Skipping the Chicago Auto Show to show Canada some love, Mazda debuted the 2010 CX-7 in Toronto yesterday. Though it’s only a few years old (it debuted in 2006 as a 2007 model), Mazda is taking great care to make sure the CX-7 stays relevant as competition stiffens.
The big news for the 2010 Mazda CX-7 is a new engine option: the 161-hp 2.5-liter 4-cylinder from the upcoming 2010 Mazda3. The turbocharged 244-hp 2.3-liter 4-cylinder returns for duty as the top engine choice.
In addition to the new engine option, Mazda has refined the CX-7’s interior and exterior. Outside, the crossover gets revised front and rear fascias and a larger five-point grille. Mazda also said it has improved body rigidity and reduced wind noise, vibration, and harshness.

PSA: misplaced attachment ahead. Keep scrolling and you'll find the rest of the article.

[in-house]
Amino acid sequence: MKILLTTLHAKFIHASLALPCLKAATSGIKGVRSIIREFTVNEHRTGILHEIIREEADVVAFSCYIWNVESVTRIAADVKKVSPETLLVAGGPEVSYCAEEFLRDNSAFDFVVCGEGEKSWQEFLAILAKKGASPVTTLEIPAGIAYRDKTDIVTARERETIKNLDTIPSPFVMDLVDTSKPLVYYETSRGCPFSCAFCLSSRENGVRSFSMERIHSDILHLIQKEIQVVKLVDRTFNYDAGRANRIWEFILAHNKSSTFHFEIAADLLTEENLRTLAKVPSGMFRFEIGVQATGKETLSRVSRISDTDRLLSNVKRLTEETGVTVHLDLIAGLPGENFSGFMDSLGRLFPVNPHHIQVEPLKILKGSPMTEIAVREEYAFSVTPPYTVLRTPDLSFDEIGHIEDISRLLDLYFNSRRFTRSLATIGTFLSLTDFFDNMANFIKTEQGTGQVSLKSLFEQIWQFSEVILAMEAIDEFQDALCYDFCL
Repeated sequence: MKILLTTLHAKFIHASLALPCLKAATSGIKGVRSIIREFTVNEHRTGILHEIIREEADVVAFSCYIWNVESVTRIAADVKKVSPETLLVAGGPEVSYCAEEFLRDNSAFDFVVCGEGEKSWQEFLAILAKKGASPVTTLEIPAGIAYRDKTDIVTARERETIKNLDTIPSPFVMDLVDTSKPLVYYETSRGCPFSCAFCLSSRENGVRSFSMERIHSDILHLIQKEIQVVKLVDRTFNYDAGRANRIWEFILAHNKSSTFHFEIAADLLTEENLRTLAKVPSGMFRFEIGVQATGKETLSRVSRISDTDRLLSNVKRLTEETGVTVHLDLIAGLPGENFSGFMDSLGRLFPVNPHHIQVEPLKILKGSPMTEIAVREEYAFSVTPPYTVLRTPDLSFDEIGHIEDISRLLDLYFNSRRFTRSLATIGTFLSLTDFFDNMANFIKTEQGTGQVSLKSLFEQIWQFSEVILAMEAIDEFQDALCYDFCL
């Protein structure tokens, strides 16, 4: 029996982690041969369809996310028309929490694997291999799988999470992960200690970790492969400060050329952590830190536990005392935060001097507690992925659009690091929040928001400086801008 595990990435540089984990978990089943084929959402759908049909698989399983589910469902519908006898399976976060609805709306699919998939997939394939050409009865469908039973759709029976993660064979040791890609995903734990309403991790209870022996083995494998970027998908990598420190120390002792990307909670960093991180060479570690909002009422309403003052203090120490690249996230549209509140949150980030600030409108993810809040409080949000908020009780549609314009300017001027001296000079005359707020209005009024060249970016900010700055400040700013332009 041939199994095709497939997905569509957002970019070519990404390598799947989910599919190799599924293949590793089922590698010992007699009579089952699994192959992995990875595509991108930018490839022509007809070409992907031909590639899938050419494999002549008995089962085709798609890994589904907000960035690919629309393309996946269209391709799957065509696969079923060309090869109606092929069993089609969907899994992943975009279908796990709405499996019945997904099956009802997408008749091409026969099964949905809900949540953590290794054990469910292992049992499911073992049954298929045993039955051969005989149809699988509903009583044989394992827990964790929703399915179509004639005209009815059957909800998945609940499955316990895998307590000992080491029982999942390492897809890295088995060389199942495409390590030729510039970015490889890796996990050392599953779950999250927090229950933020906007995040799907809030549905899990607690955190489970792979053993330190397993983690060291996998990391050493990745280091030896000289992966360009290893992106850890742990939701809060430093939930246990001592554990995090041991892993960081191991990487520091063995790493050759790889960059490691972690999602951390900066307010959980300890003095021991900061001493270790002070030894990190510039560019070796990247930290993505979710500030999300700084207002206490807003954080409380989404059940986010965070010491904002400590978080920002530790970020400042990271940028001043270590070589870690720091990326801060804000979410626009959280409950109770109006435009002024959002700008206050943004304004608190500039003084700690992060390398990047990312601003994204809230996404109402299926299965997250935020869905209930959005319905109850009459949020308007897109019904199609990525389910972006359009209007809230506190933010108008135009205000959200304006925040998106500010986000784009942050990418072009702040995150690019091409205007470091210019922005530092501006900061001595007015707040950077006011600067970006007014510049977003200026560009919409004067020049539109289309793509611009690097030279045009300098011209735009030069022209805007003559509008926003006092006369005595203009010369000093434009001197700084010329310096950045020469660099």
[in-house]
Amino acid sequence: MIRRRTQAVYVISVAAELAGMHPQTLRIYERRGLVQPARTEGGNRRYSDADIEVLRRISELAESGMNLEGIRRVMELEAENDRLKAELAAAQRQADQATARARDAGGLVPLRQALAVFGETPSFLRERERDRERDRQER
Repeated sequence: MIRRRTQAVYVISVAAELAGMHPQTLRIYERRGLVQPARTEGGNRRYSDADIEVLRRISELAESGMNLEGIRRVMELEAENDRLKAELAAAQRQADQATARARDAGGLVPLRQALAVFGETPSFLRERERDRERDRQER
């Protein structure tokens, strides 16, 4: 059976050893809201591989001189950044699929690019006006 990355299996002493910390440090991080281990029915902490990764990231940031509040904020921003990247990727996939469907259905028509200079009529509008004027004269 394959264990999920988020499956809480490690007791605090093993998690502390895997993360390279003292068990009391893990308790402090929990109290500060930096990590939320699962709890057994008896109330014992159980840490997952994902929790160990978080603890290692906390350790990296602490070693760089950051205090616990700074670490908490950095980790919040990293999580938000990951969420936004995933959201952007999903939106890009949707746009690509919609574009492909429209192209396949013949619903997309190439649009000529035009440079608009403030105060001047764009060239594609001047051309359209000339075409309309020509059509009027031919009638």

Inside, a 4.1-inch color Multi Information Display has been added to the top of the instrument panel, and new gauges featuring “blackout meters” replace the old ones. Three-position memory for the driver’s seat and the Blind Spot Monitoring system from the CX-9 are now available options.
Final specs and pricing will be announced when the CX-7 goes on sale.
Autoblog was able to catch Mazda’s North American president, James O’Sullivan, at the Chicago auto show to ask him why the 2010 Mazda CX-7 made its world debut in Canada rather than the U.S. According to O’Sullivan, Mazda didn’t want to steal any of the Miata’s thunder, Canada is a stronger market for Mazda (it retains a 5 percent market share, compared to 2 percent in the U.S.), and Canada usually sees Mazda’s models a few months earlier than the U.S. anyway.
The 2010 Mazda CX-7 will make its first U.S. appearance at the New York Auto Show in April.
Source: Mazda, Autoblog